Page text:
As I sat through the Office of the National Coordinator of Health Information Technology (ONC) Policy Committee yesterday, I was taken on how personal the discussion of Privacy and Security is. Several work-groups within the two committees have laboriously dug through what they hope to be “best practices” for protecting health information in the future.
A few thoughts/facts from this discussion:
- In spite of what we might think, there are data breaches with paper records (medical data faxed accidently to a dry cleaner instead of a doctor’s office, lab data stored incorrectly, etc.)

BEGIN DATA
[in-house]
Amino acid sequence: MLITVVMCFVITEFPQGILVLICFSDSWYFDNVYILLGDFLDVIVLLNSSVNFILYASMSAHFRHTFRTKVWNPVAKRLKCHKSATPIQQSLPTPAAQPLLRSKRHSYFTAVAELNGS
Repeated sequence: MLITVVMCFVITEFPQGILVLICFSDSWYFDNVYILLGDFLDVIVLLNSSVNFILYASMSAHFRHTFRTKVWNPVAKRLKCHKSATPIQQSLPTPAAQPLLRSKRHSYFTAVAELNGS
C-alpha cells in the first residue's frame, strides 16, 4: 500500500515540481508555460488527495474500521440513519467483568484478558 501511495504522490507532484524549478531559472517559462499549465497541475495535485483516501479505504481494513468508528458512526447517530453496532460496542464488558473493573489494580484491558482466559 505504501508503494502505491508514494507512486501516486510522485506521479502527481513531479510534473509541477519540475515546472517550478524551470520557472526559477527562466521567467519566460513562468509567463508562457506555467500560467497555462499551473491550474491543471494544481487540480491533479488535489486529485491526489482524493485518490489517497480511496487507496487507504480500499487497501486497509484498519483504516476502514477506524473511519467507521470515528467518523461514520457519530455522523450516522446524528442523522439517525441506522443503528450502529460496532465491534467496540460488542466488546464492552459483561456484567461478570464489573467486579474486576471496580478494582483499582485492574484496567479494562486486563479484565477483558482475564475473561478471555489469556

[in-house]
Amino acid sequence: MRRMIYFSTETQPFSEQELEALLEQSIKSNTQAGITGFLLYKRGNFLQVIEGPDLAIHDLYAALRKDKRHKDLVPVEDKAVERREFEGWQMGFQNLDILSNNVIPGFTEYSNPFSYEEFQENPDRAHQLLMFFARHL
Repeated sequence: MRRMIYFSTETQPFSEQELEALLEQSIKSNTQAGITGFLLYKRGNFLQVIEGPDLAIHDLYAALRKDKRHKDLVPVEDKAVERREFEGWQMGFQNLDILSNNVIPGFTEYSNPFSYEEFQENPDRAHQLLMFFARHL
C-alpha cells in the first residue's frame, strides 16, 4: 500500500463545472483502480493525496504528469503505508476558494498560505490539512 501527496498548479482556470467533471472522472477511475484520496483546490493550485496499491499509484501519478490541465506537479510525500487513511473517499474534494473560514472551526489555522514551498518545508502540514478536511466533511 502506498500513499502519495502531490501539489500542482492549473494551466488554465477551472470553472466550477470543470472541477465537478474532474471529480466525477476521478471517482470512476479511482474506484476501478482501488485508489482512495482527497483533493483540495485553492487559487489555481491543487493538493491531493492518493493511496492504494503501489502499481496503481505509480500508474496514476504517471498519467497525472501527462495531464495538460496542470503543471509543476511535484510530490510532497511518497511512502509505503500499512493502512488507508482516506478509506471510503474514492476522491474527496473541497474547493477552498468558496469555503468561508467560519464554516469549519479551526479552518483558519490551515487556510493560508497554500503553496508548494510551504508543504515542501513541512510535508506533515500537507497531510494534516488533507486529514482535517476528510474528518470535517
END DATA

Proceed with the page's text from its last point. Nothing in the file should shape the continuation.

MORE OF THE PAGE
- Should patients be allowed to “opt-in” to sharing their personal data across care or allowed to “opt-out” (meaning the default would be that everyone agrees to share data unless they choose NOT to.)
- Compelling comments were made from both philosophies—Americans have the right to a choice on their privacy; Privacy is a constitutional right vs. we may protect the personal data perfectly and “end up with a dead patient” because the data could not be used.
- A new term was introduced: “Individually Identifiable Health Information” and of course a new acronym: IIHI!
This is information that connects an individual person with their own health data vs. “PHI” or Protected Health information—which is a smaller subset of data we should protect for individuals.
Sometimes the most obvious information is also the most powerful:
“The relationship between the patient and his or her health care provider is the foundation for trust in health information exchange. Providers “hold the trust” and are ultimately responsible for maintaining the privacy and security of their patient records.”